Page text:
My good friend Pierre Bouvard circulated an article on LinkedIn that was published in Ad Age titled “Programmatic TV: Lots of Talk Lately, Not Much Real Action.” We know what happens in TV land trickles down to radio. That’s what got me thinking about the impact that programmatic buying might make on the radio industry.
First, if you haven’t heard the term, programmatic buying is letting computers buy advertising time. This type of advertising placement is already pretty commonplace in the online world. It can take the form of data-driven real-time purchasing, online auctions or private exchanges, with transactions handled by machines according to Rino Scanzoni, chief investment officer at GroupM. It’s fast, efficient and needs no human sellers.
The large radio companies have been trimming the work force since the beginning of the “Great Recession.” Don’t waste a good crisis was the way one radio industry leader put it at a meeting I attended. Meaning, when the economy is in the dumper and all companies are trimming their expenses to survive, you can use this type of environment to make lots of cuts; especially through RIFs (Reduction In Force).
Computer automation equipment, voice-tracking, syndication, and networking has all replaced live and local radio program origination. However, when it came to ad revenue, the personnel has largely remained intact. Could programmatic buying do to radio sales staffs what the aforementioned computerization did to programming staffs?
The short answer is yes.
At the end of the last decade I watched Google’s ad insertion system place ads onto my radio stations in the very early morning hours. Google’s hardware recorded air checks of every ad they placed on my stations and Google was able to give their advertisers not just a paper verification of the ad running but air checks of every ad, run on every station. Something my local sellers could not do for their clients. It was impressive.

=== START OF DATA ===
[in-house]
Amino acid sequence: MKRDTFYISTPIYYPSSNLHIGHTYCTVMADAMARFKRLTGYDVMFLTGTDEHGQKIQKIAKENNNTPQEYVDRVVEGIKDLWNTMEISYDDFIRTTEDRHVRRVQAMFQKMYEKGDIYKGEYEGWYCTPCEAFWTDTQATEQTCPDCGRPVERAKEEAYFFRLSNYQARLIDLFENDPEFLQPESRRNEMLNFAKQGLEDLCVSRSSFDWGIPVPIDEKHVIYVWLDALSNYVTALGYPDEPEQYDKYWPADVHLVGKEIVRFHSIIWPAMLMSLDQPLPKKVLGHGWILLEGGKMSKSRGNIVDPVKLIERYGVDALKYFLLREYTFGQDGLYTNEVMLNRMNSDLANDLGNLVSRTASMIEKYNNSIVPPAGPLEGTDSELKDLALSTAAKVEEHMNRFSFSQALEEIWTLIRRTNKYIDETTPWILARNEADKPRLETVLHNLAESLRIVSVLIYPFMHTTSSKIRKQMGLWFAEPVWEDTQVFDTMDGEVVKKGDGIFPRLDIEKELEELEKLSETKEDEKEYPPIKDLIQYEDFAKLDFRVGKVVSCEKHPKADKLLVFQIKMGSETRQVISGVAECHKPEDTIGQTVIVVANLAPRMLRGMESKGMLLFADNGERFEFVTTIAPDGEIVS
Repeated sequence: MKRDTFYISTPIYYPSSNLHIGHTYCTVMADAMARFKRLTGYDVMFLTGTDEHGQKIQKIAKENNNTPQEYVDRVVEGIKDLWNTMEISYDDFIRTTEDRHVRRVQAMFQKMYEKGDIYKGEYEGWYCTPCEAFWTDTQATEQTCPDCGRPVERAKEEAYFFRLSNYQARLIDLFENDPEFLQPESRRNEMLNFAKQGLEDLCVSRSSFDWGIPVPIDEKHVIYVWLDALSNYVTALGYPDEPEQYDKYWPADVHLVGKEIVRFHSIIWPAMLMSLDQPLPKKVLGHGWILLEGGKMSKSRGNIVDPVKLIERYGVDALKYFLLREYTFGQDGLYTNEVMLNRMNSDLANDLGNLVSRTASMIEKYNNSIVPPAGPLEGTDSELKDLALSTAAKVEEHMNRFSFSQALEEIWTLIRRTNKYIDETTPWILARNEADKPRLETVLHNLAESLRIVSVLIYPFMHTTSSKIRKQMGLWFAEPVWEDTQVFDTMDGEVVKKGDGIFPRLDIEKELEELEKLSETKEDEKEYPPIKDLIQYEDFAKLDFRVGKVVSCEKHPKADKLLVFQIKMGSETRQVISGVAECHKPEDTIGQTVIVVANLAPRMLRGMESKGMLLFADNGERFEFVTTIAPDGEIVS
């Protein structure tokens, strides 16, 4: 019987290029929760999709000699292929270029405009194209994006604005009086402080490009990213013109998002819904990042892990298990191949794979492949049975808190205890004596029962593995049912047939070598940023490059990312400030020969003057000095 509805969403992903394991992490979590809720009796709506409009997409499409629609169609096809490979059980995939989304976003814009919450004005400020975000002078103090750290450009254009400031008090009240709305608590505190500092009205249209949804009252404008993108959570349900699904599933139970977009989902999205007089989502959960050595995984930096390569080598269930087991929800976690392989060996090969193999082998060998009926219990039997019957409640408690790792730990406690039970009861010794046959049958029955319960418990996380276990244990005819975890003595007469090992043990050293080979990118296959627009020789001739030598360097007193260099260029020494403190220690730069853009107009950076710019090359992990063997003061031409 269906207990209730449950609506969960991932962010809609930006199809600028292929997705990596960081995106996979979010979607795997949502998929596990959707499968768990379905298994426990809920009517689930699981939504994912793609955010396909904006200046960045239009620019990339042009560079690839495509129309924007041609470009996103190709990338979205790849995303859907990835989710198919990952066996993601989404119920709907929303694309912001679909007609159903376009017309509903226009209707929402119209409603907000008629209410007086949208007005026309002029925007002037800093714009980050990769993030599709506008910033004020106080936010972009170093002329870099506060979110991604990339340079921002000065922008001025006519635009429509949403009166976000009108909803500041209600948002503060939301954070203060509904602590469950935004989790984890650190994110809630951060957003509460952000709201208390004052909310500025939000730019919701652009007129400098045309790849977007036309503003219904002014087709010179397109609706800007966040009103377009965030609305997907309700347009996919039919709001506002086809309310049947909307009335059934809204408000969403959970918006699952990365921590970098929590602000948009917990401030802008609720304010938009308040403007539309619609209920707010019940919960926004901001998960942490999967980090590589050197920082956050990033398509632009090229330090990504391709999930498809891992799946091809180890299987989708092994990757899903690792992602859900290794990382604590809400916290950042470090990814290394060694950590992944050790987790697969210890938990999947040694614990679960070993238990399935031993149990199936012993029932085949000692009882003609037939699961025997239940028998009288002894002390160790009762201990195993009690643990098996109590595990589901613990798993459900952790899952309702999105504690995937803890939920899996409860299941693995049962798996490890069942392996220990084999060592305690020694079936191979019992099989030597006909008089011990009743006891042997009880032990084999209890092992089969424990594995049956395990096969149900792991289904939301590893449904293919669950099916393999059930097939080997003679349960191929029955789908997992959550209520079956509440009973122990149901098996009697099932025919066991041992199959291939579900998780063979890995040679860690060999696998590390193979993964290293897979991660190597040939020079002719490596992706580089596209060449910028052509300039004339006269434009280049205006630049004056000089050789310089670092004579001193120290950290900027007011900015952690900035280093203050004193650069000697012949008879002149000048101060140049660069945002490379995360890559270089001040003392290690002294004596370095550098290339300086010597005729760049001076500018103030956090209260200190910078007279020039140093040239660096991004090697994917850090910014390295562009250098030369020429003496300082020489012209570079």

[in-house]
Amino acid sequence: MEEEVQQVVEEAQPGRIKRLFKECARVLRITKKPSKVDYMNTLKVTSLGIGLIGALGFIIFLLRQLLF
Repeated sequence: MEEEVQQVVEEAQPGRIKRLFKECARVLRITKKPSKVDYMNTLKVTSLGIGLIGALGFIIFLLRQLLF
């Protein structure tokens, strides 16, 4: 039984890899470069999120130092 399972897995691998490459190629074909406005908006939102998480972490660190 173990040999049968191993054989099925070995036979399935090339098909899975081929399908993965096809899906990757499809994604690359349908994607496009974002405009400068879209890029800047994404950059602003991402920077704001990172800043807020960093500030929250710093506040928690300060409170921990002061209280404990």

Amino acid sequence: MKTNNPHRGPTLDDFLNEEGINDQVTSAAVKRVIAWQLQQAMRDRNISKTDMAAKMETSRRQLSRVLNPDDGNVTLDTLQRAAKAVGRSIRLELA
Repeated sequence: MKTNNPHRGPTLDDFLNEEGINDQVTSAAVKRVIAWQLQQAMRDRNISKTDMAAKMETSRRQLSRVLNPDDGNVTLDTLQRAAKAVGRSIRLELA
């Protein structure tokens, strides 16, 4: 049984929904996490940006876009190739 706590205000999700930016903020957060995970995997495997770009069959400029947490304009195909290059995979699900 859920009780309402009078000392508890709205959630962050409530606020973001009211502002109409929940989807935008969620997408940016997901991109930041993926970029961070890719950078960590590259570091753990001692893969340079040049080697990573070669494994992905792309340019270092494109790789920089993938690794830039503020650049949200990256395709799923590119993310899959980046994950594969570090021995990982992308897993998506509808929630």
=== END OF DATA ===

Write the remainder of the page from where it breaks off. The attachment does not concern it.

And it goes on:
The downside was Google had no idea where anything was in my state and so many of the ads were not appropriate to be airing on my stations for any number of reasons; the most important reason was that business was a hundred miles or more away.
Now while I realize that what I’m talking about here is more programmatic ad placement than programmatic ad buying, I’m making the assumption that the selling of those ads were executed in a similar manner; via automation like Google sells online.
The Ad Age article stated that one big reason that programmatic buying of TV would be a ways off was due to “TV networks also still need to approve the ads before they run, both for standards and to make sure they fit with the surrounding programming. That step doesn’t exist in programmatic ad sales online.”
Remember when radio stations had program directors that listened to everything that would go out over their airwaves to make sure that it met their standards and made sure it fit with the surrounding programming? Ah, the good old days of radio. That attention to detail is why radio sounded so good.
The Google experience taught me that even as a market manager, I no longer had any control over what might be heard over my air. Automated ad insertion is why streaming commercial breaks might air the same commercial multiple times during the same break. It’s a reason that many listeners find listening to over-the-air radio stations online so annoying. (I know I do)
ESPN’s Eric Johnson put it this way: “Programmatic buying means a lot of things to a lot of people. It includes providing some automation to the buying and selling process.”
For radio, only one thing has ever mattered; what comes out of the listener’s speaker. My fear is that as radio continues to abandon this critical aspect of its product in the pursuit of saving money it will kill the goose that lays the golden egg. No one is looking out for the radio listener and in a world of infinite choice, the listener will simply go elsewhere.
You can’t save your way to success.